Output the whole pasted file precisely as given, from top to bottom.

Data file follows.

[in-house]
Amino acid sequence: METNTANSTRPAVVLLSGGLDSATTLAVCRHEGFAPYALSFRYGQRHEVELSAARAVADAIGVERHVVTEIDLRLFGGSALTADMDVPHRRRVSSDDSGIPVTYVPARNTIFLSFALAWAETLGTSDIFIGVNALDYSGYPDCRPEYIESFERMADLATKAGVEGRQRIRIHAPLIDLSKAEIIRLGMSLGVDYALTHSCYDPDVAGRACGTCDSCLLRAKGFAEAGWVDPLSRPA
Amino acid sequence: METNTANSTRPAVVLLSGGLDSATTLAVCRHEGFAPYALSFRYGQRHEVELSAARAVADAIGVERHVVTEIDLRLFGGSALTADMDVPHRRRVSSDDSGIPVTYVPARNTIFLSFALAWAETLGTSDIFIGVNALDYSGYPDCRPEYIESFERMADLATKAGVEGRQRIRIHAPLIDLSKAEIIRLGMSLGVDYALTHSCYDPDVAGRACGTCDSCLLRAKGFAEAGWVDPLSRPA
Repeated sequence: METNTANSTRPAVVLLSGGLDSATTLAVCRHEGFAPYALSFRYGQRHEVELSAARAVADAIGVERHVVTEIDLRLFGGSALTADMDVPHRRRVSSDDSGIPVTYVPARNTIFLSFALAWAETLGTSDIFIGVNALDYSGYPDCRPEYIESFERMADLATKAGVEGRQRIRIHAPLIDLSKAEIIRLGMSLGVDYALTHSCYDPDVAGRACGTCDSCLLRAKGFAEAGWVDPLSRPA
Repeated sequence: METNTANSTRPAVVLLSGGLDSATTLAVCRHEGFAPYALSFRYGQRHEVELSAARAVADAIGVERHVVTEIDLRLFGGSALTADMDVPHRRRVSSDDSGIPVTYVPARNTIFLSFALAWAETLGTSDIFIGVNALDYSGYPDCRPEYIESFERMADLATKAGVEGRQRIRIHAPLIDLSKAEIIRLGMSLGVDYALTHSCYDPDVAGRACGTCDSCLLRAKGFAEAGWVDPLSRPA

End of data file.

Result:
[in-house]
Amino acid sequence: METNTANSTRPAVVLLSGGLDSATTLAVCRHEGFAPYALSFRYGQRHEVELSAARAVADAIGVERHVVTEIDLRLFGGSALTADMDVPHRRRVSSDDSGIPVTYVPARNTIFLSFALAWAETLGTSDIFIGVNALDYSGYPDCRPEYIESFERMADLATKAGVEGRQRIRIHAPLIDLSKAEIIRLGMSLGVDYALTHSCYDPDVAGRACGTCDSCLLRAKGFAEAGWVDPLSRPA
Amino acid sequence: METNTANSTRPAVVLLSGGLDSATTLAVCRHEGFAPYALSFRYGQRHEVELSAARAVADAIGVERHVVTEIDLRLFGGSALTADMDVPHRRRVSSDDSGIPVTYVPARNTIFLSFALAWAETLGTSDIFIGVNALDYSGYPDCRPEYIESFERMADLATKAGVEGRQRIRIHAPLIDLSKAEIIRLGMSLGVDYALTHSCYDPDVAGRACGTCDSCLLRAKGFAEAGWVDPLSRPA
Repeated sequence: METNTANSTRPAVVLLSGGLDSATTLAVCRHEGFAPYALSFRYGQRHEVELSAARAVADAIGVERHVVTEIDLRLFGGSALTADMDVPHRRRVSSDDSGIPVTYVPARNTIFLSFALAWAETLGTSDIFIGVNALDYSGYPDCRPEYIESFERMADLATKAGVEGRQRIRIHAPLIDLSKAEIIRLGMSLGVDYALTHSCYDPDVAGRACGTCDSCLLRAKGFAEAGWVDPLSRPA
Repeated sequence: METNTANSTRPAVVLLSGGLDSATTLAVCRHEGFAPYALSFRYGQRHEVELSAARAVADAIGVERHVVTEIDLRLFGGSALTADMDVPHRRRVSSDDSGIPVTYVPARNTIFLSFALAWAETLGTSDIFIGVNALDYSGYPDCRPEYIESFERMADLATKAGVEGRQRIRIHAPLIDLSKAEIIRLGMSLGVDYALTHSCYDPDVAGRACGTCDSCLLRAKGFAEAGWVDPLSRPA